Pros and Cons of BYOD Policy for IT Services for Medical Practices

The benefits of creating a Bring Your Own Device policy will vary depending on how you are employing devices at your clinic.

If you have not started to use tablets or mobile devices for patient data, the policy will be applied to the ways that your staff can use their phones while at work. The upside of this policy will be increased data and network security to protect your business. On the downside, staff may find these rules onerous or intrusive.

Using personal devices to perform job duties may provide more pros, but is also much more complicated.

Benefits include a lower technology cost and less training needed if the staff uses their own devices. Allowing employees to bring their own devices may also improve employee morale. Also, communication with patients and other providers will be swifter and easier.

However, the cons will also grow with this kind of policy. IT services for medical practices using staff devices will be more complex and face increased risks to security. Since policies will need to be stringent, staff may feel like their being spied upon on their own devices.

Finally, theft of devices is one very common way for hackers to find a way into your system. Patient data stored on these devices will be more accessible without proper safeguards.

Best BYOD Policies for Your Medical Clinic

Ready to create your own BYOD for your medical clinic? Make sure you consider these important aspects:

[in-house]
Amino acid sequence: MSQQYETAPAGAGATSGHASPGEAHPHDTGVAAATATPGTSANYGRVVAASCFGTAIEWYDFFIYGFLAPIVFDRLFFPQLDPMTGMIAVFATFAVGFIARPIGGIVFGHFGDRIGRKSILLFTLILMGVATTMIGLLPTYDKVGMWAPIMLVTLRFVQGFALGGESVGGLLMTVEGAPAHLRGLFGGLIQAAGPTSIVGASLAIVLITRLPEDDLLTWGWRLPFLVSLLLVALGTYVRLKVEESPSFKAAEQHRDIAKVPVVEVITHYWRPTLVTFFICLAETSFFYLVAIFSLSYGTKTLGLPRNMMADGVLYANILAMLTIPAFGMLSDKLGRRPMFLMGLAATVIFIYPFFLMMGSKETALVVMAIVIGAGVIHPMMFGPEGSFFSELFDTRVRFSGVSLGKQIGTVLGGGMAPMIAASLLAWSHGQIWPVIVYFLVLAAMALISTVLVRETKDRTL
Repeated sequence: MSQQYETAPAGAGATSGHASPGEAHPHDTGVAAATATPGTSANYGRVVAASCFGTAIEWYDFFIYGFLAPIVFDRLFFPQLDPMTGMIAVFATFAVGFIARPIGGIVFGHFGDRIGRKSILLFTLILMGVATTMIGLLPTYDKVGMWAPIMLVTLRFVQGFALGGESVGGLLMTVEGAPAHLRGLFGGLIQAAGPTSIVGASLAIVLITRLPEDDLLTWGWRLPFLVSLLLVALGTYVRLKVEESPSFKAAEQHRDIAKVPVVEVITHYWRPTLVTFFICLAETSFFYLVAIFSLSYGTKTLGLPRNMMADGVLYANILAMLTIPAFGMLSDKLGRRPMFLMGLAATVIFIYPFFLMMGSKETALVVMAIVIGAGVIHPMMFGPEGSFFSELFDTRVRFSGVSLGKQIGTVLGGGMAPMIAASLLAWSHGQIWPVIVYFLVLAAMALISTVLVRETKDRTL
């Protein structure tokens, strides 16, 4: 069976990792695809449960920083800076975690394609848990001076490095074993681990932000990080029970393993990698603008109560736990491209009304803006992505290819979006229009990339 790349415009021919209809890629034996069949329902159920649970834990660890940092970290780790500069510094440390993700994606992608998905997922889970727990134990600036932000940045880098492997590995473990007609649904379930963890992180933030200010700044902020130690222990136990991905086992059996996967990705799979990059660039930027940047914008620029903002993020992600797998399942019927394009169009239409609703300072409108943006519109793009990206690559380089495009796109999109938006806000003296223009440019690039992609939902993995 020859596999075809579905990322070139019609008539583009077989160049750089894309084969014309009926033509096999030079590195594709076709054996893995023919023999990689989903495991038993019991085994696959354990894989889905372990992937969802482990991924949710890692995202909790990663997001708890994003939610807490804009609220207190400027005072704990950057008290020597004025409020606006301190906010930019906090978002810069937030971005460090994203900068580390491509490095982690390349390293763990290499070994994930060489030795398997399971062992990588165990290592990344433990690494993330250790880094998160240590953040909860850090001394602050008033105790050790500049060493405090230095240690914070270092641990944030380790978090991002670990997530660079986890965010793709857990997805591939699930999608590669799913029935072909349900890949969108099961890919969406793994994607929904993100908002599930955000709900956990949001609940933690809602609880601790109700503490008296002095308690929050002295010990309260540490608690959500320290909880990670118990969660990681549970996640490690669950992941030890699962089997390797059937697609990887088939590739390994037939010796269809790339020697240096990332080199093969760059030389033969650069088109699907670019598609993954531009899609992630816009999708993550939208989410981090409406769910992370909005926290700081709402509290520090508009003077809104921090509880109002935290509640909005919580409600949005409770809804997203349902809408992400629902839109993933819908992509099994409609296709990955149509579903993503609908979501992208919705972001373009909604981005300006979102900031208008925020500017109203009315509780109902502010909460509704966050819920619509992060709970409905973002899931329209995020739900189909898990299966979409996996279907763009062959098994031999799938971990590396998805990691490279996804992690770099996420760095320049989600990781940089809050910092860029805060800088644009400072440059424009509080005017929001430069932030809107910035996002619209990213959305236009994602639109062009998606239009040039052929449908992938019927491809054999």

Clarify who can use what device and when. Employees should not be taking pictures or making personal calls when patients are nearby.

Set out rules around what types of data can be accessed or stored on staff devices. Doctors or nurses may need to access patient data and communicate it to other providers or pharmacies; make sure they know how to do this securely. Implementing a mobile device management (MDM) tool will help your staff keep protected health information secure at all times.

Can staff access the clinic’s network on their personal devices? Your IT provider will need to increase network security.

Use an app or container for patient data. Like an MDM, containerizing the data on personal devices can provide remote wipe capability and secure messaging between providers.

Encourage reporting. Let your staff know who handles device security and encourage them to contact that person with any questions or issues. Avoid blaming language in your policy so that employees do not feel anxious about reporting any breach.

We Are Here to Help

From support to policy creation, Sagacent provides a wide range of IT services for medical practices. Contact us today to learn more about how to implement a BYOD policy at your facility.

Sagacent Technologies offers technology management and support, including proactive/preventative maintenance, onsite and offsite data back-ups, network and security audits, mobility solutions, disaster planning and emergency business resumption services. The company serves clients of 10 to 150 employees within the Silicon Valley region.